Only four seeded have made it to this year’s College World Series, the fewest since 2016. While the upsets have been fun to watch, they have also reduced the number of top MLB Draft prospects who will be playing this weekend. However, the cupboard is far from bare. There will still be a lot of talent on the diamond at Charles Schwab Field Omaha. Here are five players to follow during the College World Series.
MLB Draft prospects to watch
Brock Jones, OF, Stanford Cardinal
Jones is a fantastic athlete who came to Stanford to play baseball and football. He gave up the latter after his freshman season, but he uses his defensive back skills to track down fly balls with ease. He has produced 38 home runs and 29 steals since the start of 2021, although his strikeout rate has increased this year, up to 30 percent. That’s alarming, but the lefty batter’s raw materials could tempt a team to take him late in the first round.
Peyton Graham, SS, Oklahoma Sooners
Graham got off to a relatively slow start this year, but that’s in the rear-view mirror now. He has slammed eight homers since May 14 and raised his batting average more than 50 points since the beginning of April. He has tallied 40 extra-base hits, 70 RBIs and 32 stolen bases in 34 attempts. He hammers fastballs but needs to show more consistency against breaking pitches. He also offers defensive versatility. He spent the past two seasons at third base before moving to shortstop prior to this year, and he acquitted himself well at both spots. He is a late-first, early-second-round prospect.
Cayden Wallace, 3B, Arkansas Razorbacks
Graham and Wallace might find themselves picked right next to one another. Wallace has improved his athleticism over his two years with the Razorbacks. He has 12 steals this year after not picking up one last season. He has played most of this season at third base, but he started his college career in the outfield and has the arm strength to stick in right. He’s hit 15 HRs this spring but generates the type of bat speed that indicates he has more power than the counting stats suggest.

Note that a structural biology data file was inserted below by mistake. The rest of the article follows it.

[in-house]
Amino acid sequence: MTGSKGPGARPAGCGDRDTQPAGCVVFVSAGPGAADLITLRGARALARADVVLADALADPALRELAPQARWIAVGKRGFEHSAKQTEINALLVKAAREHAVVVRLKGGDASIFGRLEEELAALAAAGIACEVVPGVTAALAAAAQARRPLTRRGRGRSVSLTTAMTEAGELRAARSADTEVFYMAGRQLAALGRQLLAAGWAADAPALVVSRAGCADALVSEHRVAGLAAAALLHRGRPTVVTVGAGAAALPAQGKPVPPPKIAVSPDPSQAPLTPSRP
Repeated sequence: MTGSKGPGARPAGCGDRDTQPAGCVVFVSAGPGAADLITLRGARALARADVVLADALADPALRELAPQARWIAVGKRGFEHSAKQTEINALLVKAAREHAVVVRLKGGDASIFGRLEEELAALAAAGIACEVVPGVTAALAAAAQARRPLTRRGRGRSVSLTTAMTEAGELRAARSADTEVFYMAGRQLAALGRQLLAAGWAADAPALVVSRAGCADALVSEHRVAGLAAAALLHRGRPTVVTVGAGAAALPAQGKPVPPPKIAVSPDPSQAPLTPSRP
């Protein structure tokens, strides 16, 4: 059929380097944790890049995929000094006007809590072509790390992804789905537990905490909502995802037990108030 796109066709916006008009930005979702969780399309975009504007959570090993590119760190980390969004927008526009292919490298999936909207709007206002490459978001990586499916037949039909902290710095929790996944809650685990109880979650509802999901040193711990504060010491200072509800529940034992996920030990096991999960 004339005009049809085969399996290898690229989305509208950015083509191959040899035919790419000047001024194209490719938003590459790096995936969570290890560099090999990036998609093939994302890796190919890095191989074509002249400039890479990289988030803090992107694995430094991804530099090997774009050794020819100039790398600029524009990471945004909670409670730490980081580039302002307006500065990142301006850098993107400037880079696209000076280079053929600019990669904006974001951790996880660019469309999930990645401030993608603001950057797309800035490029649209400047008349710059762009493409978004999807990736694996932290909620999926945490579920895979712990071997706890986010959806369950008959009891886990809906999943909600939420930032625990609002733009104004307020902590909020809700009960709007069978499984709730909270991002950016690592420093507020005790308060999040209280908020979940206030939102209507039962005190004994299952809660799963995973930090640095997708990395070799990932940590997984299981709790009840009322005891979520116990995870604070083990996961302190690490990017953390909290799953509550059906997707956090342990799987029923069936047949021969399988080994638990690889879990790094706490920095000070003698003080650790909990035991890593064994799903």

Jake Bennett, LHP, Oklahoma Sooners
A 6-foot-6, 234-pound lefty, Bennett has struck out 120 batters in 104 innings this year thanks to a plus changeup — his best pitch — and a fastball that sits in the mid-90s. He displays good control, as evidenced by his nearly 6-to-1 strikeout-to-walk ratio. The key for Bennett at the next level will be improving his slider. He is considered a third- or fourth-round pick in a draft that’s light on dependable college pitchers.
Robert Moore, 2B, Arkansas Razorbacks
Moore is a switch-hitter with some pop, a good defender at second base, possesses decent speed, and has plus strike-zone recognition. Scouts rave about his intangibles, and Moore has shown a flair for the dramatic as he authored a bunch of clutch moments for the Razorbacks last year. That earned him the nickname “Big Game Bob.” However, big statistical dropoffs from last season in home runs (from 16 to 8), average (.283 to .223) and OPS (.942 to .786) have significantly hurt his draft appeal. Once a second-round lock, Moore might fall to the fourth round now.